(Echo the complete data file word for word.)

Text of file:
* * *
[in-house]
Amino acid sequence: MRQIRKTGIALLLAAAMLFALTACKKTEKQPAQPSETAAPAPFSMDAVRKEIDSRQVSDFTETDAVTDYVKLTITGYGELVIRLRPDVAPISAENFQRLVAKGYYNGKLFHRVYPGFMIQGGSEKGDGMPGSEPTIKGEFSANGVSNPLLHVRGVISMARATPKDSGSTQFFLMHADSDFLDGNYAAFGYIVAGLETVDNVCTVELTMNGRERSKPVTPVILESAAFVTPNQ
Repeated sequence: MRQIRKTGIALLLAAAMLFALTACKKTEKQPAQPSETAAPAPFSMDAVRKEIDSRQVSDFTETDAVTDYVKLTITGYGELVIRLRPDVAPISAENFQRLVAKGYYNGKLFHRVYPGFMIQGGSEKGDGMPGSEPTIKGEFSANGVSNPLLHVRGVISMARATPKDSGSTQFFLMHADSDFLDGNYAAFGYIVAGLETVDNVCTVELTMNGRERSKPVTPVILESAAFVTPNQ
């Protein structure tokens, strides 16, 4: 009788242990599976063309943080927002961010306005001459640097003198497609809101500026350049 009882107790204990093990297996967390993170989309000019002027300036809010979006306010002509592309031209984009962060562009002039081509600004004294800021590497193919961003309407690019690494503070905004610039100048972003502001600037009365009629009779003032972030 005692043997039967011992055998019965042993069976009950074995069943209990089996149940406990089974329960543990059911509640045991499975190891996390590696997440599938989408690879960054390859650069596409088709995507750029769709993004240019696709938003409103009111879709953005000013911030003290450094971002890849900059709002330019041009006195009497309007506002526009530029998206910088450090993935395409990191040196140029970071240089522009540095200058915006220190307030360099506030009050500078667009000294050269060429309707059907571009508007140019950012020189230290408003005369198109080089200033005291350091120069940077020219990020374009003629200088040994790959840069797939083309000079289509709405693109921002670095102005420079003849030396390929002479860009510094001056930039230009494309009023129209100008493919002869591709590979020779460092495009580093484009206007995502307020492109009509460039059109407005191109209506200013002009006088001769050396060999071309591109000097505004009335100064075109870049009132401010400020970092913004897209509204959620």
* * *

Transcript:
[in-house]
Amino acid sequence: MRQIRKTGIALLLAAAMLFALTACKKTEKQPAQPSETAAPAPFSMDAVRKEIDSRQVSDFTETDAVTDYVKLTITGYGELVIRLRPDVAPISAENFQRLVAKGYYNGKLFHRVYPGFMIQGGSEKGDGMPGSEPTIKGEFSANGVSNPLLHVRGVISMARATPKDSGSTQFFLMHADSDFLDGNYAAFGYIVAGLETVDNVCTVELTMNGRERSKPVTPVILESAAFVTPNQ
Repeated sequence: MRQIRKTGIALLLAAAMLFALTACKKTEKQPAQPSETAAPAPFSMDAVRKEIDSRQVSDFTETDAVTDYVKLTITGYGELVIRLRPDVAPISAENFQRLVAKGYYNGKLFHRVYPGFMIQGGSEKGDGMPGSEPTIKGEFSANGVSNPLLHVRGVISMARATPKDSGSTQFFLMHADSDFLDGNYAAFGYIVAGLETVDNVCTVELTMNGRERSKPVTPVILESAAFVTPNQ
């Protein structure tokens, strides 16, 4: 009788242990599976063309943080927002961010306005001459640097003198497609809101500026350049 009882107790204990093990297996967390993170989309000019002027300036809010979006306010002509592309031209984009962060562009002039081509600004004294800021590497193919961003309407690019690494503070905004610039100048972003502001600037009365009629009779003032972030 005692043997039967011992055998019965042993069976009950074995069943209990089996149940406990089974329960543990059911509640045991499975190891996390590696997440599938989408690879960054390859650069596409088709995507750029769709993004240019696709938003409103009111879709953005000013911030003290450094971002890849900059709002330019041009006195009497309007506002526009530029998206910088450090993935395409990191040196140029970071240089522009540095200058915006220190307030360099506030009050500078667009000294050269060429309707059907571009508007140019950012020189230290408003005369198109080089200033005291350091120069940077020219990020374009003629200088040994790959840069797939083309000079289509709405693109921002670095102005420079003849030396390929002479860009510094001056930039230009494309009023129209100008493919002869591709590979020779460092495009580093484009206007995502307020492109009509460039059109407005191109209506200013002009006088001769050396060999071309591109000097505004009335100064075109870049009132401010400020970092913004897209509204959620």